Tag Archives: thrifty ideas

Make Your Own Poured Painting

As part of our master bedroom makeover I needed a piece of art to go over the bed. The picture doesn’t give you the immensity of this 6-foot wide king bed, but there was a pretty big blank wall above it. I wanted something that would pull together the two main colors of this room — greenish gray with brownish plum. I looked for several weeks and found no fabric or art or anything that could work. So I had to get creative.

I bought four 18″x24″ paint canvases at A.C. Moore on sale for $5 each. Then I took the paint I’d used on the walls of this room (Sherwin-Williams’ Comfort Gray—a fabulous color I must credit my clients the Sacks for turning me on to) and a sample container I’d bought months ago (Sherwin-Williams’ Socialite) and put them together for some poured art.

I arranged the canvases on a drop cloth on my screened porch. (Note: a screened porch is ideal for any of your painting/gluing projects because it allows the airflow without the rain or bugs or pollen or whatever else flies around your yard.)

I poured with the Comfort Gray color first and then let it dry about 2 hours before adding the next color.

I didn’t take any in-process pictures because it’s kind of impossible to be pouring paint in somewhat straight lines and also taking pictures of yourself doing it. I put the paint in a small paper cup so I could control it better, and then just poured on the lines as I liked.

The end result is this abstract piece which reminds me of Aspen trees.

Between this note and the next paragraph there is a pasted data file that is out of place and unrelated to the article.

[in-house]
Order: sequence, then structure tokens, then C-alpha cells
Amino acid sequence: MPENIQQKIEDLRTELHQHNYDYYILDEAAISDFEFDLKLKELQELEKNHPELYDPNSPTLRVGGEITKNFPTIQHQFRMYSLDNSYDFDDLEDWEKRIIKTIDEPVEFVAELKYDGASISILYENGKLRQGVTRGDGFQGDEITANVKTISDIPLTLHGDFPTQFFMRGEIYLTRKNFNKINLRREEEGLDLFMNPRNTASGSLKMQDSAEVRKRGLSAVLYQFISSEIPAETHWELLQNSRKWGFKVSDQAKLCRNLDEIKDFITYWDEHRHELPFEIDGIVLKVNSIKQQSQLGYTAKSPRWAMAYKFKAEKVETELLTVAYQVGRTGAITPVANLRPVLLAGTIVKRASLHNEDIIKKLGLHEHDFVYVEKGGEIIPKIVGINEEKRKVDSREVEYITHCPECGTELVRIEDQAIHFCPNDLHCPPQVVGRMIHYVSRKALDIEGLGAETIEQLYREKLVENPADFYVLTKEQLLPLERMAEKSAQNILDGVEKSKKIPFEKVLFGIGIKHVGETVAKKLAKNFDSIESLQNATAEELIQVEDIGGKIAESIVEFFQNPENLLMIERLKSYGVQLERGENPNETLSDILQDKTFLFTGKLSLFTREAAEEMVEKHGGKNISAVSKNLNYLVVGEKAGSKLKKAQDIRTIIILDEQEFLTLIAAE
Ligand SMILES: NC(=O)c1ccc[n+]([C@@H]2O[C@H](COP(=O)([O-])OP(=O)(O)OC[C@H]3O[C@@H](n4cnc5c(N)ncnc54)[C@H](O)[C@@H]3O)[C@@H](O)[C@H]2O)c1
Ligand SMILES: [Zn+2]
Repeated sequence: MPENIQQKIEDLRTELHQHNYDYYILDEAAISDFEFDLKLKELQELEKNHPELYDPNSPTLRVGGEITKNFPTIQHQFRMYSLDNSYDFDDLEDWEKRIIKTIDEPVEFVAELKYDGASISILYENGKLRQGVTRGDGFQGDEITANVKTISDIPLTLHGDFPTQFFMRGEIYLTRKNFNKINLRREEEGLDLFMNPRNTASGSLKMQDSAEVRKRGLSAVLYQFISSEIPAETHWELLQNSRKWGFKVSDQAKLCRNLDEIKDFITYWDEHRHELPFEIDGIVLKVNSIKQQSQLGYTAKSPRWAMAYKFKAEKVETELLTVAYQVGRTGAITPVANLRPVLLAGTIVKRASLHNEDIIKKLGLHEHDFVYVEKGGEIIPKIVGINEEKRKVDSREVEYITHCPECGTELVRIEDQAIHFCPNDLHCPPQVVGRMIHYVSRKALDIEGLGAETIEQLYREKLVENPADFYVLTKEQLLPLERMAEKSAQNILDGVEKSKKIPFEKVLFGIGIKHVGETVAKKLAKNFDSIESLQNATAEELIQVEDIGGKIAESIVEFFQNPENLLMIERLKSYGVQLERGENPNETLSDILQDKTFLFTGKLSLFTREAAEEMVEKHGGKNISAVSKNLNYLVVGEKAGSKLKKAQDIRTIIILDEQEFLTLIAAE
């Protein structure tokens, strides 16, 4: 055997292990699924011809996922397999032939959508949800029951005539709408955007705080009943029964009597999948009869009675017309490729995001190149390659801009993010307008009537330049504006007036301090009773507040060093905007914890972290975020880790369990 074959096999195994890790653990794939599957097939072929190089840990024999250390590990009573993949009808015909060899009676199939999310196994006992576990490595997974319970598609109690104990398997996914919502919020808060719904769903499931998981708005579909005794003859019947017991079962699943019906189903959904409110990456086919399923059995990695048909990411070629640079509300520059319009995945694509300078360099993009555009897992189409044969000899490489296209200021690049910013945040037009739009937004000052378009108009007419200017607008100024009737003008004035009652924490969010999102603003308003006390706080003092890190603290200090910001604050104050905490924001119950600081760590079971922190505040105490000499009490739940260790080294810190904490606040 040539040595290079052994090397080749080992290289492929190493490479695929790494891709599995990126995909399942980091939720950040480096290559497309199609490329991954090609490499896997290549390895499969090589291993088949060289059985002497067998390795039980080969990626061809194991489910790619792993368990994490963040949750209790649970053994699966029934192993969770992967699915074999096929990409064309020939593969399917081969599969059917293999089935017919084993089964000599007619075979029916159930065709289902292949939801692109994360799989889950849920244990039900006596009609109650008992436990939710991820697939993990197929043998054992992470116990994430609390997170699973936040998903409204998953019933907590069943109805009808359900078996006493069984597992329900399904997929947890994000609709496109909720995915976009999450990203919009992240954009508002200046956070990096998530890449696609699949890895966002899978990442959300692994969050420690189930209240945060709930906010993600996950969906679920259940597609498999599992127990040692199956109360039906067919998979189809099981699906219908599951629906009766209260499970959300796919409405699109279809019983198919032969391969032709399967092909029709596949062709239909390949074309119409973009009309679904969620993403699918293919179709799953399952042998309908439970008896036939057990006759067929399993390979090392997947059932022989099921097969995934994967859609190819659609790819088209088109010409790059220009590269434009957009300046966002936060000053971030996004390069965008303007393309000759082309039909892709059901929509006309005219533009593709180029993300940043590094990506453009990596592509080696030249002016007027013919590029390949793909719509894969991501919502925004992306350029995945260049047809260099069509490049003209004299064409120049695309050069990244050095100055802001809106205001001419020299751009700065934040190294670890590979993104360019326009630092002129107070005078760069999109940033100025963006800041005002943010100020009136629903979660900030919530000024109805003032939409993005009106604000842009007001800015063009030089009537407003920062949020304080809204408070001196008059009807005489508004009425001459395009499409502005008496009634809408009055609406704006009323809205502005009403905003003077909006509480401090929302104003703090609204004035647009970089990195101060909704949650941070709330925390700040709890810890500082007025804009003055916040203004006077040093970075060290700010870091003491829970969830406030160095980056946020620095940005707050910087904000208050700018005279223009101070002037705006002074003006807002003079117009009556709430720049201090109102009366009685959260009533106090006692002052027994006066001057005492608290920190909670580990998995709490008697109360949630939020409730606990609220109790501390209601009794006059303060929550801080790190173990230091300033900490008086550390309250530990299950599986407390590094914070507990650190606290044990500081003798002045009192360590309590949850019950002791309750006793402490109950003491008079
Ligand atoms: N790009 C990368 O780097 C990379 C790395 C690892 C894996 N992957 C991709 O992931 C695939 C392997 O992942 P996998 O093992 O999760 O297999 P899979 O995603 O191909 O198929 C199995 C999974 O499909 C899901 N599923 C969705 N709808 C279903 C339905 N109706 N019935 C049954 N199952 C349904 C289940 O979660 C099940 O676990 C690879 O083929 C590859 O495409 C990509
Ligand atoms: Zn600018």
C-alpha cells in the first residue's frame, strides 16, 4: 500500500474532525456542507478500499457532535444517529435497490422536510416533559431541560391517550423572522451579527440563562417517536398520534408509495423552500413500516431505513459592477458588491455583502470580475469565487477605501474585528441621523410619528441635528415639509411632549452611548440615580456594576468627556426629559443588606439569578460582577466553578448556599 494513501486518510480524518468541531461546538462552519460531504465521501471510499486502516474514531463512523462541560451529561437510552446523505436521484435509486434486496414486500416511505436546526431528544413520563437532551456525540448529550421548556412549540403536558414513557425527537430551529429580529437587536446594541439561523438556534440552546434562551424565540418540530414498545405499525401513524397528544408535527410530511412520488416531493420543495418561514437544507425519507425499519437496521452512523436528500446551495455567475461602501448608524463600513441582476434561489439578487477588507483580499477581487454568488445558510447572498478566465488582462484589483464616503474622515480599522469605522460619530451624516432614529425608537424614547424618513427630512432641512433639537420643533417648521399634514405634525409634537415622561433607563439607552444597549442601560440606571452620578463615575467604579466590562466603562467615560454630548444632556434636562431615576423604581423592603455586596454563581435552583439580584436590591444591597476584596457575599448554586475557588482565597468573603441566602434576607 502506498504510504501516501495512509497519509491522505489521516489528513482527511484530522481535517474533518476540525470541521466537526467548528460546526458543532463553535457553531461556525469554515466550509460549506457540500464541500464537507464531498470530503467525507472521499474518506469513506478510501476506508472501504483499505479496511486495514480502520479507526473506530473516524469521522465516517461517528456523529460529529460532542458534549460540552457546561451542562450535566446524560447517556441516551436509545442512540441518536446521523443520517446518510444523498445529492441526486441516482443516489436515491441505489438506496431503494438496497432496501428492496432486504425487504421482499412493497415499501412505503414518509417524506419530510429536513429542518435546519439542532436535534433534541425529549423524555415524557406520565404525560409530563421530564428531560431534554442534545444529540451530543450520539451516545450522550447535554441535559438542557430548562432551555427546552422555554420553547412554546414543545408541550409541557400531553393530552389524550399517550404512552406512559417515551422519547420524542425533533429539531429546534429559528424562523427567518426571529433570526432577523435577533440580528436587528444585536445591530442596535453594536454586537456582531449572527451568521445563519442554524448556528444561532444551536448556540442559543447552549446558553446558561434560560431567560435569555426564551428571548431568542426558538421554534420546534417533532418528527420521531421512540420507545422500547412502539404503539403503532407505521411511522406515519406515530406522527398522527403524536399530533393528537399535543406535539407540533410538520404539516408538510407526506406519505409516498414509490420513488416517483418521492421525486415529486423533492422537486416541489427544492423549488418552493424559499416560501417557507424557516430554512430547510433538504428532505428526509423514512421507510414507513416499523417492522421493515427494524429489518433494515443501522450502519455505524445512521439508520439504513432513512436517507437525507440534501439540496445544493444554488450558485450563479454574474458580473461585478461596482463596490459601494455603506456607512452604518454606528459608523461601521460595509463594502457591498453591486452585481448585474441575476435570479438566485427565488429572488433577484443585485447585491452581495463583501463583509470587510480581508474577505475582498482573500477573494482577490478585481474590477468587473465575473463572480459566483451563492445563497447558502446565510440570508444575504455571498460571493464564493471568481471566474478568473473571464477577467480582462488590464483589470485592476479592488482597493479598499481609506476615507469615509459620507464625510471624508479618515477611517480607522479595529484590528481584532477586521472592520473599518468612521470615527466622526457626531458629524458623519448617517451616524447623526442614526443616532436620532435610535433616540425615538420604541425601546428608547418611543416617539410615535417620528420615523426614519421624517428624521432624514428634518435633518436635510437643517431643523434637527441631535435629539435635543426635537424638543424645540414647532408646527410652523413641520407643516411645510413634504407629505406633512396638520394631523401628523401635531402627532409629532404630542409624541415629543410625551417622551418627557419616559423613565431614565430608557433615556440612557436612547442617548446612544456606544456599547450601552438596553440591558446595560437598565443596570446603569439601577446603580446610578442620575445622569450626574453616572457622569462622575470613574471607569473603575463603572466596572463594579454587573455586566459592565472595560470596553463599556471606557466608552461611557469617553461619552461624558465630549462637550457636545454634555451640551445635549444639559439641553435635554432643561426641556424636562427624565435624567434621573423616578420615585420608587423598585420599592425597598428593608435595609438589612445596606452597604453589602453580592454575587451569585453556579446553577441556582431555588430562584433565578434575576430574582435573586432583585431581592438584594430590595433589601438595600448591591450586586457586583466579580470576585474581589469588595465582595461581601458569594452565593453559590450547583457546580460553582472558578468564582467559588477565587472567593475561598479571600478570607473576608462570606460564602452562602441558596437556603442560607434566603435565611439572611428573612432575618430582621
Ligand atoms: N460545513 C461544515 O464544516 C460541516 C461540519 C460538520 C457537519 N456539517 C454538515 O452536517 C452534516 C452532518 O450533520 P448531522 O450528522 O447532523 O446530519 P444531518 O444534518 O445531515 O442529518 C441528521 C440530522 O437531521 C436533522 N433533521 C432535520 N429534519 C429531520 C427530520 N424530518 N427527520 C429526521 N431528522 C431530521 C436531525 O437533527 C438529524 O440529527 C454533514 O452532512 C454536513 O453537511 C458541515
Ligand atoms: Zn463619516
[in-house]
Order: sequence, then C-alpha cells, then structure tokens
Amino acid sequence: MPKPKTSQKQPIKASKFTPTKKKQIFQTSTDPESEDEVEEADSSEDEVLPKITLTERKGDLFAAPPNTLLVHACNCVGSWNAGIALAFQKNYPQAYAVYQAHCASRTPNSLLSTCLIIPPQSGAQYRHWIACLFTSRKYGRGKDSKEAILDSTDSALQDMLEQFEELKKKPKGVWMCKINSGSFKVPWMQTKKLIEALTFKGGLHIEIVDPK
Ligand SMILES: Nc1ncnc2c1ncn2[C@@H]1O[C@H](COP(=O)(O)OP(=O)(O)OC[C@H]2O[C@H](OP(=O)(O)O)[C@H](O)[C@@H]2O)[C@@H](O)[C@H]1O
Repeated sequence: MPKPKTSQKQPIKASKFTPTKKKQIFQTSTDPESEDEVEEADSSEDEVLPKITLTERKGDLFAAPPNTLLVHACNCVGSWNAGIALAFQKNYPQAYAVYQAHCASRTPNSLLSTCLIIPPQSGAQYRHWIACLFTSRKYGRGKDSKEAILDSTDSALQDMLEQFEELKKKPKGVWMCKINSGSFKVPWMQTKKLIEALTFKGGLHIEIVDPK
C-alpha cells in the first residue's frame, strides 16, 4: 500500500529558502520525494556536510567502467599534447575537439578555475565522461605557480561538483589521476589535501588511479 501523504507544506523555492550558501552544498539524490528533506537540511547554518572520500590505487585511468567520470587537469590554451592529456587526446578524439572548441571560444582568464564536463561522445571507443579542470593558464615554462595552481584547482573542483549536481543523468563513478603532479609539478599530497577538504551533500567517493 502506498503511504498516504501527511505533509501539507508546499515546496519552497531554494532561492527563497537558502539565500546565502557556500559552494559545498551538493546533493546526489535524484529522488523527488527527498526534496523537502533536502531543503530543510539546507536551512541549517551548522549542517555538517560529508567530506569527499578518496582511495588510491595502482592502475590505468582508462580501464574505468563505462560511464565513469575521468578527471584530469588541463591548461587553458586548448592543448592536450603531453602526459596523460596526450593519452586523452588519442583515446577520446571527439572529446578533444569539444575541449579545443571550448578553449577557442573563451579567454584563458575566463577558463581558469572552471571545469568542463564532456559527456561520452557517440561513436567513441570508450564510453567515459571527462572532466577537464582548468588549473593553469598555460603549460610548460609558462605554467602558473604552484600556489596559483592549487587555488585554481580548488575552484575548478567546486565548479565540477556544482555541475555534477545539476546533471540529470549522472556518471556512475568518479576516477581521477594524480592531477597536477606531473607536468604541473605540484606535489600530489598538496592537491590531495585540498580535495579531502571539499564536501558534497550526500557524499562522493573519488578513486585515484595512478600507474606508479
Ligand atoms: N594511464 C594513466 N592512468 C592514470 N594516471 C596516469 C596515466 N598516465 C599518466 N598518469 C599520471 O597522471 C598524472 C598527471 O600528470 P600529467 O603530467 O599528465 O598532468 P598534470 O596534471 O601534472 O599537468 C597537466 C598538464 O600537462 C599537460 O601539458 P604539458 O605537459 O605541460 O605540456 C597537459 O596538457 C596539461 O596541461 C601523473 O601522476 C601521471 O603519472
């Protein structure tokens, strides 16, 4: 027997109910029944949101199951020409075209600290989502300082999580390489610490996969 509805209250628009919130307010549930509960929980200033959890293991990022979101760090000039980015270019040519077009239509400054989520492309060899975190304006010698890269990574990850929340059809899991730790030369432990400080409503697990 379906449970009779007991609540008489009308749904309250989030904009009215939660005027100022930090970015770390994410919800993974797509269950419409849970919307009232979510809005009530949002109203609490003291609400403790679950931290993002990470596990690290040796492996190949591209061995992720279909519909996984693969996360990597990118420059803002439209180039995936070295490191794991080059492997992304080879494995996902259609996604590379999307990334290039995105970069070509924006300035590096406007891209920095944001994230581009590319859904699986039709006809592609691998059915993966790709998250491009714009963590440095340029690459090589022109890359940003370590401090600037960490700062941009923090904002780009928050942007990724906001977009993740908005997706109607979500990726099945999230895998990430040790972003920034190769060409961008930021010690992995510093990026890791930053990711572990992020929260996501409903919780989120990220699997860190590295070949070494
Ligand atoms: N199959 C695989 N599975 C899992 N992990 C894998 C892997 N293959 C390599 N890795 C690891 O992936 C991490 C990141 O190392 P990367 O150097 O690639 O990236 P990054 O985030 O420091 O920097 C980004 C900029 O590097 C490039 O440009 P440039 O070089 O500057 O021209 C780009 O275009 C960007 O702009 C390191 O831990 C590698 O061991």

I hung the canvases with two in the middle a little higher than the others because I wanted a headboard-style arrangement. It actually does make you “sink” a little lower in the bed to have them hung this way.

Here’s a shot of the room with the paintings and the DIY painted drapes that integrate the same “Socialite” plum color into the room.

I added a plummy chair we had upstairs previously with a green parrot pillow to connect those two colors a little more intentionally.

Next I’m going to add a pop of plum somewhere in this bedding. I am obSESSed with folding down my sheets and layering the bedding. 

So that’s my $20 + leftover paint project. It is ridiculously easy and you could also do it with different designs like this one I did for my living room.

I’m happy with how this one turned out and I hope you’ll try it and send me a picture! It is SO SO easy and you don’t have to have any artistic skills to do it. And did I mention the $20 total tab?

Okay, now I need to get back to this guy, waiting for me to finish my picture taking…and trying to pull himself up with my drapes.

I know. Tiny ball of gooey, squishy LOVE…this little one.

Comments { 1 }

How To Make Designer Window Panels with a Cake Stand

Soooo, my master bedroom is undergoing a makeover that resulted in a need for new window panels.

Having no inclination or budget for $100+ apiece designer panels, I went shopping in my house for something that could work.

I found a ceramic pie plate, a glass 10-inch pedestal cake stand, a sample-size of Sherwin-Williams “Socialite” plum paint, and two white queen flat sheets.